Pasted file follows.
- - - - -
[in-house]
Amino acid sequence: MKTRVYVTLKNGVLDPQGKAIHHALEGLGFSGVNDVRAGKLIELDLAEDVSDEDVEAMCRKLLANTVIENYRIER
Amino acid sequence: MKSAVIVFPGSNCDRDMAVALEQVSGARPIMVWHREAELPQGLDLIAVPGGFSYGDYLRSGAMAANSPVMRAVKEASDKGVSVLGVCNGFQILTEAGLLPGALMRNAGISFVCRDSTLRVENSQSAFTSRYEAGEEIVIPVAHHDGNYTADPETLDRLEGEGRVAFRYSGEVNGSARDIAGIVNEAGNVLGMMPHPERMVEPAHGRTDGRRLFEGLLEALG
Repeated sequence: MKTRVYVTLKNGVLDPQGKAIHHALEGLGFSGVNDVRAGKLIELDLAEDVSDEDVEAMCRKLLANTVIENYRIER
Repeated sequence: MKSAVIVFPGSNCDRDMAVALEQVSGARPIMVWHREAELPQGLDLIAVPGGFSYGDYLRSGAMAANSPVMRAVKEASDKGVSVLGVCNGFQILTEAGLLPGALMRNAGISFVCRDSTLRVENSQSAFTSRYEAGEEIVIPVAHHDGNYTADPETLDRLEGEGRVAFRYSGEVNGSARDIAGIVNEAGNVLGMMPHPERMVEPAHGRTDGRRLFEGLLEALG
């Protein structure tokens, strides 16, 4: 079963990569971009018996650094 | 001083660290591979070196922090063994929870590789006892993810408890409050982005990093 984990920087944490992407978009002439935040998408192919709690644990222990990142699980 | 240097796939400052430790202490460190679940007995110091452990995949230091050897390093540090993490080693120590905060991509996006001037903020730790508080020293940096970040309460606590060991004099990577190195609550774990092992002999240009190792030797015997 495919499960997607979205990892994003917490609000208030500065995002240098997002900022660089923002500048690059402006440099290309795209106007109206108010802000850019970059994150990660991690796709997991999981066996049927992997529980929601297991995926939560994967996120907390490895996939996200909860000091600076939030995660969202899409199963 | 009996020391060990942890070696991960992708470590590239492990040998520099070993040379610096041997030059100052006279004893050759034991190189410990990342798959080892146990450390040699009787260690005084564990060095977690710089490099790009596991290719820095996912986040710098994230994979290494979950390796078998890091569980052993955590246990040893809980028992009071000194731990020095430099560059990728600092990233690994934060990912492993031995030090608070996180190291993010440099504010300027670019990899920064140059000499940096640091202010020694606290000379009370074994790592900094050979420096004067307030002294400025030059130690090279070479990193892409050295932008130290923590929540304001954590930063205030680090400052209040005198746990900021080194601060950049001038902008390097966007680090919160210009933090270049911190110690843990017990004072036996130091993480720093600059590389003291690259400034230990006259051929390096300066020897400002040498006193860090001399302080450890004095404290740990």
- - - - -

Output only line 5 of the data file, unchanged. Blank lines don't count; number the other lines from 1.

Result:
Repeated sequence: MKSAVIVFPGSNCDRDMAVALEQVSGARPIMVWHREAELPQGLDLIAVPGGFSYGDYLRSGAMAANSPVMRAVKEASDKGVSVLGVCNGFQILTEAGLLPGALMRNAGISFVCRDSTLRVENSQSAFTSRYEAGEEIVIPVAHHDGNYTADPETLDRLEGEGRVAFRYSGEVNGSARDIAGIVNEAGNVLGMMPHPERMVEPAHGRTDGRRLFEGLLEALG